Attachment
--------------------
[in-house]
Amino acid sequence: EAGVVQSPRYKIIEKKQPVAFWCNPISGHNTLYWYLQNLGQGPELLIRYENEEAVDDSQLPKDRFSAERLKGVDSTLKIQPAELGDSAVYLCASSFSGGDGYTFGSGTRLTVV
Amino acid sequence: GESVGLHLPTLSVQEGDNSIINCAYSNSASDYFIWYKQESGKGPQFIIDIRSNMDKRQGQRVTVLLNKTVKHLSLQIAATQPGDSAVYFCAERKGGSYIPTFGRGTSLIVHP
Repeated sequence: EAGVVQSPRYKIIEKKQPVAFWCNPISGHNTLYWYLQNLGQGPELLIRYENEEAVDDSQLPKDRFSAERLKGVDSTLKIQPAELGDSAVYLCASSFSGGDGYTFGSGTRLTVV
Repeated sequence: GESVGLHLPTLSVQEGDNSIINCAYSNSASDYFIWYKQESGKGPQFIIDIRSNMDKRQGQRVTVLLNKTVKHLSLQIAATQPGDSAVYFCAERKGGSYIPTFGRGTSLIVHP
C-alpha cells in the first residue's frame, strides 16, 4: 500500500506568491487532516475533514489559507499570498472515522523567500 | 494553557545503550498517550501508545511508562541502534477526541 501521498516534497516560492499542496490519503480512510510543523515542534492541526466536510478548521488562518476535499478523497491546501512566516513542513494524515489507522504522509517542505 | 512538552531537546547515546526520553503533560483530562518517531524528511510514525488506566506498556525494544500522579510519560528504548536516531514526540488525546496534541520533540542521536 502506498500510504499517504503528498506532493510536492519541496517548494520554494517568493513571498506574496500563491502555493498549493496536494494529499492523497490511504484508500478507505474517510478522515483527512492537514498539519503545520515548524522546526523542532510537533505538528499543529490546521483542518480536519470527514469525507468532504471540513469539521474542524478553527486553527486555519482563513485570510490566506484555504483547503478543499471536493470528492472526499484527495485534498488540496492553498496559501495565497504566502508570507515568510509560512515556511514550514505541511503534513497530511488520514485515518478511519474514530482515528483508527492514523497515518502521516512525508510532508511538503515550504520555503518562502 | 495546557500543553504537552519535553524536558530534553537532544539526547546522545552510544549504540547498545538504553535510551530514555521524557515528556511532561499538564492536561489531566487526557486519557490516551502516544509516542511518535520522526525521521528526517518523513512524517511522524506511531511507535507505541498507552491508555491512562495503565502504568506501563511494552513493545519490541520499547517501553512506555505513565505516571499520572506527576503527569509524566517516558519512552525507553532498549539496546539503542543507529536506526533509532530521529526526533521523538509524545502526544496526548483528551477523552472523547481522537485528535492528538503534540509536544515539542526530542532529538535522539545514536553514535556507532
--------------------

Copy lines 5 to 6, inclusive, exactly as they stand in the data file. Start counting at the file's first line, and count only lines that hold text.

Repeated sequence: GESVGLHLPTLSVQEGDNSIINCAYSNSASDYFIWYKQESGKGPQFIIDIRSNMDKRQGQRVTVLLNKTVKHLSLQIAATQPGDSAVYFCAERKGGSYIPTFGRGTSLIVHP
C-alpha cells in the first residue's frame, strides 16, 4: 500500500506568491487532516475533514489559507499570498472515522523567500 | 494553557545503550498517550501508545511508562541502534477526541 501521498516534497516560492499542496490519503480512510510543523515542534492541526466536510478548521488562518476535499478523497491546501512566516513542513494524515489507522504522509517542505 | 512538552531537546547515546526520553503533560483530562518517531524528511510514525488506566506498556525494544500522579510519560528504548536516531514526540488525546496534541520533540542521536 502506498500510504499517504503528498506532493510536492519541496517548494520554494517568493513571498506574496500563491502555493498549493496536494494529499492523497490511504484508500478507505474517510478522515483527512492537514498539519503545520515548524522546526523542532510537533505538528499543529490546521483542518480536519470527514469525507468532504471540513469539521474542524478553527486553527486555519482563513485570510490566506484555504483547503478543499471536493470528492472526499484527495485534498488540496492553498496559501495565497504566502508570507515568510509560512515556511514550514505541511503534513497530511488520514485515518478511519474514530482515528483508527492514523497515518502521516512525508510532508511538503515550504520555503518562502 | 495546557500543553504537552519535553524536558530534553537532544539526547546522545552510544549504540547498545538504553535510551530514555521524557515528556511532561499538564492536561489531566487526557486519557490516551502516544509516542511518535520522526525521521528526517518523513512524517511522524506511531511507535507505541498507552491508555491512562495503565502504568506501563511494552513493545519490541520499547517501553512506555505513565505516571499520572506527576503527569509524566517516558519512552525507553532498549539496546539503542543507529536506526533509532530521529526526533521523538509524545502526544496526548483528551477523552472523547481522537485528535492528538503534540509536544515539542526530542532529538535522539545514536553514535556507532